“They do lots of Broadway musicals in the West End,” says the Manhattan native Jamie Bogyo. “I thought that as an American in London, I’d have a competitive advantage here.” Could be. Who knows? But if it’s the accent we’re talking about, plenty of Brits can hack that. In the crunch, it’s talent that gets you parts. And as the lone U.S. graduate of the Royal Academy of Dramatic Art’s class of 2019, Bogyo, now 29, has been landing only plums. Off his first professional audition, he copped the male lead in the original London cast of Baz Luhrmann’s jukebox hit Moulin Rouge! The Musical. For his second act, he’s sharing top billing with the West End icon Michael Ball in Aspects of Love, that male-chauvinist soap the composer Andrew Lloyd Webber (who also wrote the book) reportedly reckons a personal favorite. Perhaps not incidentally, both Bogyo’s characters are Yanks on the loose in la douce France.

In Aspects of Love, Bogyo appears as Alex, raised in Maine (!), who ages from his late teens to nearly 40 over the course of the show’s two acts. That’s the part Ball played (as a Brit) in the original production; now Ball has graduated to George, Alex’s uncle, a generation older. Announcing Bogyo as his successor, Ball told the papers, “He’s tall, good-looking, sings like a dream, and is half my age … I hate him! He will be amazing.” For the record, Bogyo’s top note in the show is higher than Ball’s, which brings down the house.

Laura Pitt-Pulford, who plays the magnetic actress Rose, and Bogyo dance to Andrew Lloyd Webber’s beat.

On a Saturday night in May, after an eight-show week, the new Alex was on his way to Majorca for some whirlwind R&R with his other half, Marisa Abela (soon to be scorching the big screen as Amy Winehouse in the biopic Back to Black). But first he stopped in at the trattoria Bocca di Lupo, across the lane from the stage door of the Lyric Theatre, for a quick bite and some questions.

MATTHEW GUREWITSCH: Why London? Don’t stagestruck kids in America dream of Broadway and Hollywood anymore?

JAMIE BOGYO: I was an undergraduate in the Yale playwriting program when I came over for four months of study abroad, and I just fell in love.

M.G.: What turned you on to theater in the first place?

J.B.: My dad made his career as a general manager on Broadway. In fact, he wrote the book on what that job even is. When I was a kid, he took me to shows the way other kids get taken to ball games. Going to the theater was my favorite thing.

M.G.: But the acting bug didn’t come until later?

J.B.: The program I did at Yale was academic. We usually didn’t get to mix with the grad students in the School of Drama. But when someone dropped out of a Tennessee Williams one-act called And Tell Sad Stories of the Death of Queens, they cast me. That was the first time I got to work with people who wanted to act professionally. The discipline and the focus set the tone for what came later. But I knew I would need more training. I applied to two top American programs and to RADA. RADA accepted me, so here I am.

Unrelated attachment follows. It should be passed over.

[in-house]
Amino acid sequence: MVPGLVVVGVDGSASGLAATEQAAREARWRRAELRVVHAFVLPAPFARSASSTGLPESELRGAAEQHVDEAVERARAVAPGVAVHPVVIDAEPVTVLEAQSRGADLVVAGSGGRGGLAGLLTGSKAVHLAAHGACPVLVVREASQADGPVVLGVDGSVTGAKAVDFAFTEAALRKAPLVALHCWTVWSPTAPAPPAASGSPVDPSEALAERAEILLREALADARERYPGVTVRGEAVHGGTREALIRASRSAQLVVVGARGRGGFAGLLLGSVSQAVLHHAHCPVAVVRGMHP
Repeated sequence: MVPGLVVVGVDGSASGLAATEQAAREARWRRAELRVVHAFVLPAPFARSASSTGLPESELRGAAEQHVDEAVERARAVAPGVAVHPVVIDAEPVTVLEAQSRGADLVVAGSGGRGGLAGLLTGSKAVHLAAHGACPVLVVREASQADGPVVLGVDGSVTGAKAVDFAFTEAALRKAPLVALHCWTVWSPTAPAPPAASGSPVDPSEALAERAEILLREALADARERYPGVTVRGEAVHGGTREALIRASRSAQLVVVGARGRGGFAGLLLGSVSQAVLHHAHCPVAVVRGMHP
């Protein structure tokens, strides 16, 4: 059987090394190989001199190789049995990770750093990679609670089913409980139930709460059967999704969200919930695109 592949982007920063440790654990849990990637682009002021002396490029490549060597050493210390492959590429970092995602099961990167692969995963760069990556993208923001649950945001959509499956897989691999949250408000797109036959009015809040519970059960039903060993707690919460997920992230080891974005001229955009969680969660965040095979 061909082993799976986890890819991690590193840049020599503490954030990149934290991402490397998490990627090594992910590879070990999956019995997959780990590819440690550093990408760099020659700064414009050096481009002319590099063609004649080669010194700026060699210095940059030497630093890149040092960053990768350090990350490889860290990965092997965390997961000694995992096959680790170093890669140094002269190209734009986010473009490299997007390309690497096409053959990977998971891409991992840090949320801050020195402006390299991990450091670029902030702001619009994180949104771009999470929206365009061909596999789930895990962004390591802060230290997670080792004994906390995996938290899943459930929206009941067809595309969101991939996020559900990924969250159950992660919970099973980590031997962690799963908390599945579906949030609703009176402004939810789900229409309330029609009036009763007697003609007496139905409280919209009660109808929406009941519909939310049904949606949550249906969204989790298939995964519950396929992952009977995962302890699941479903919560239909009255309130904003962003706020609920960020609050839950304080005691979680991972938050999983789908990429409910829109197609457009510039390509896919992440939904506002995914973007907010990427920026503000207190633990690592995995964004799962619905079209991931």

M.G.: Your grandparents on your mother’s side, James McCracken and Sandra Warfield, were opera singers. Their lifelong dream was to sing Samson and Delilah together at the Met, and eventually they did. Are you following in their footsteps?

The ensemble of Aspects of Love.

J.B.: Well, Aspects of Love is sort of an opera. It’s the closest I’ve come to their world, and it gives me a chance to dip my toe in. But opera isn’t what I was trained in. Also, my granddad died before I was born, and by the time I came along, Nana had moved on to cabaret. If I ever saw her perform, it was before I can remember.

M.G.: Are you still writing plays?

J.B.: Yes, definitely. I’ve written three so far. I got to act in one of them at RADA. Now there’s talk of a major regional production next year, which I’ll act in as well.

M.G.: Aren’t there any issues with working papers?

J.B.: Thanks to my dad thinking ahead and his Hungarian ancestry, I got a second, Hungarian passport while I was still at RADA, pre-Brexit. So that pretty much solved that problem.

M.G.: How about coming back to America?

J.B.: When the time is right, and not just for musicals. There are lots of classic American plays I want to do, plays by Arthur Miller, Tennessee Williams, Eugene O’Neill. But New York’s an expensive place to be pounding the pavement. I’d love to come back when I’ve got work.

Aspects of Love is on at Lyric Theatre, in London, through August 19

Matthew Gurewitsch writes about opera and classical music for AIR MAIL.He lives in Hawaii